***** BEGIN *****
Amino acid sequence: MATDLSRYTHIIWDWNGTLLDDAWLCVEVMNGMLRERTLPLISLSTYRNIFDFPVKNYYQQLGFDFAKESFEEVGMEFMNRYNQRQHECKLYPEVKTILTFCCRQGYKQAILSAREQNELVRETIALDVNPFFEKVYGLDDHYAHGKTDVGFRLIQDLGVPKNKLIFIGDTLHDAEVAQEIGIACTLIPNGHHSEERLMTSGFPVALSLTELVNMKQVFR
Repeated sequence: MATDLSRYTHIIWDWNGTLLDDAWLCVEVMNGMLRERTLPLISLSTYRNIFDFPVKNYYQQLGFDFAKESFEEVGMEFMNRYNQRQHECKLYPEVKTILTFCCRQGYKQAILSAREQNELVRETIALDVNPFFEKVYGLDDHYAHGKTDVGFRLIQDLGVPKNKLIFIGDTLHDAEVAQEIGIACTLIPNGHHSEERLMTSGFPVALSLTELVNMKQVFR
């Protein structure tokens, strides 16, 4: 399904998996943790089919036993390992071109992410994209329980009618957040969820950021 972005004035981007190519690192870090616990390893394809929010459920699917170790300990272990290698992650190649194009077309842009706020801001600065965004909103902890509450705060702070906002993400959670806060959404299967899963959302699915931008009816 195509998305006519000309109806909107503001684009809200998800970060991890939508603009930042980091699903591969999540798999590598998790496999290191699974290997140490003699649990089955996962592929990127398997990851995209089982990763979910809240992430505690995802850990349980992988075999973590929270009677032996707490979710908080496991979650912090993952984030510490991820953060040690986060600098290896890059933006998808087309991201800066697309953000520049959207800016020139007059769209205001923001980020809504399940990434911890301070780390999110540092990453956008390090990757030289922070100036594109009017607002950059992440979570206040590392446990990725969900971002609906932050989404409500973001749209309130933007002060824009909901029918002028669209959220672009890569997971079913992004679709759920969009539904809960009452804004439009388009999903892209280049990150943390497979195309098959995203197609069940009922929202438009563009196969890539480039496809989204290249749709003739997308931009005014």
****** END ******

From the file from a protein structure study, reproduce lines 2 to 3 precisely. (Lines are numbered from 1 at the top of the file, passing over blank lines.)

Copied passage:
Repeated sequence: MATDLSRYTHIIWDWNGTLLDDAWLCVEVMNGMLRERTLPLISLSTYRNIFDFPVKNYYQQLGFDFAKESFEEVGMEFMNRYNQRQHECKLYPEVKTILTFCCRQGYKQAILSAREQNELVRETIALDVNPFFEKVYGLDDHYAHGKTDVGFRLIQDLGVPKNKLIFIGDTLHDAEVAQEIGIACTLIPNGHHSEERLMTSGFPVALSLTELVNMKQVFR
């Protein structure tokens, strides 16, 4: 399904998996943790089919036993390992071109992410994209329980009618957040969820950021 972005004035981007190519690192870090616990390893394809929010459920699917170790300990272990290698992650190649194009077309842009706020801001600065965004909103902890509450705060702070906002993400959670806060959404299967899963959302699915931008009816 195509998305006519000309109806909107503001684009809200998800970060991890939508603009930042980091699903591969999540798999590598998790496999290191699974290997140490003699649990089955996962592929990127398997990851995209089982990763979910809240992430505690995802850990349980992988075999973590929270009677032996707490979710908080496991979650912090993952984030510490991820953060040690986060600098290896890059933006998808087309991201800066697309953000520049959207800016020139007059769209205001923001980020809504399940990434911890301070780390999110540092990453956008390090990757030289922070100036594109009017607002950059992440979570206040590392446990990725969900971002609906932050989404409500973001749209309130933007002060824009909901029918002028669209959220672009890569997971079913992004679709759920969009539904809960009452804004439009388009999903892209280049990150943390497979195309098959995203197609069940009922929202438009563009196969890539480039496809989204290249749709003739997308931009005014």